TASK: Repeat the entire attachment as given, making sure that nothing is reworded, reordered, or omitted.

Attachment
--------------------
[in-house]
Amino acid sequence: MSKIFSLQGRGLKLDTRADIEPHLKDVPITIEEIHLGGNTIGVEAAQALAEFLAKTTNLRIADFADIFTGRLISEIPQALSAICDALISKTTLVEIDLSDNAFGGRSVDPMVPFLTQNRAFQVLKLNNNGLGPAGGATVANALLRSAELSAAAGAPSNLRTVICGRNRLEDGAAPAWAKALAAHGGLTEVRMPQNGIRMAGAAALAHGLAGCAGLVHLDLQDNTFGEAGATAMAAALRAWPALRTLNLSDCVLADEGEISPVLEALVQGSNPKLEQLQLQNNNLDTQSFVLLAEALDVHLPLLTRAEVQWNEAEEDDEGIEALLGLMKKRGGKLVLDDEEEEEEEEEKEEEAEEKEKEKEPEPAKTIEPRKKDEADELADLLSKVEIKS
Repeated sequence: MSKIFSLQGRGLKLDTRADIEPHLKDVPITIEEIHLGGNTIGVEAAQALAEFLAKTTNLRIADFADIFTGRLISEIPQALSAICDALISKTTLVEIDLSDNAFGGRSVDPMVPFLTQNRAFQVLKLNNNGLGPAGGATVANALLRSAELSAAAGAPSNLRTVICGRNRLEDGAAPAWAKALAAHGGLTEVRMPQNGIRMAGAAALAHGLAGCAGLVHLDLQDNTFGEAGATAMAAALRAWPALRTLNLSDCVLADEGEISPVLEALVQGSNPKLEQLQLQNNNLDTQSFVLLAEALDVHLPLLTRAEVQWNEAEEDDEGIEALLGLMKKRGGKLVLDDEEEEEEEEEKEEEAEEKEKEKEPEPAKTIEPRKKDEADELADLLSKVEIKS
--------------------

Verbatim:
[in-house]
Amino acid sequence: MSKIFSLQGRGLKLDTRADIEPHLKDVPITIEEIHLGGNTIGVEAAQALAEFLAKTTNLRIADFADIFTGRLISEIPQALSAICDALISKTTLVEIDLSDNAFGGRSVDPMVPFLTQNRAFQVLKLNNNGLGPAGGATVANALLRSAELSAAAGAPSNLRTVICGRNRLEDGAAPAWAKALAAHGGLTEVRMPQNGIRMAGAAALAHGLAGCAGLVHLDLQDNTFGEAGATAMAAALRAWPALRTLNLSDCVLADEGEISPVLEALVQGSNPKLEQLQLQNNNLDTQSFVLLAEALDVHLPLLTRAEVQWNEAEEDDEGIEALLGLMKKRGGKLVLDDEEEEEEEEEKEEEAEEKEKEKEPEPAKTIEPRKKDEADELADLLSKVEIKS
Repeated sequence: MSKIFSLQGRGLKLDTRADIEPHLKDVPITIEEIHLGGNTIGVEAAQALAEFLAKTTNLRIADFADIFTGRLISEIPQALSAICDALISKTTLVEIDLSDNAFGGRSVDPMVPFLTQNRAFQVLKLNNNGLGPAGGATVANALLRSAELSAAAGAPSNLRTVICGRNRLEDGAAPAWAKALAAHGGLTEVRMPQNGIRMAGAAALAHGLAGCAGLVHLDLQDNTFGEAGATAMAAALRAWPALRTLNLSDCVLADEGEISPVLEALVQGSNPKLEQLQLQNNNLDTQSFVLLAEALDVHLPLLTRAEVQWNEAEEDDEGIEALLGLMKKRGGKLVLDDEEEEEEEEEKEEEAEEKEKEKEPEPAKTIEPRKKDEADELADLLSKVEIKS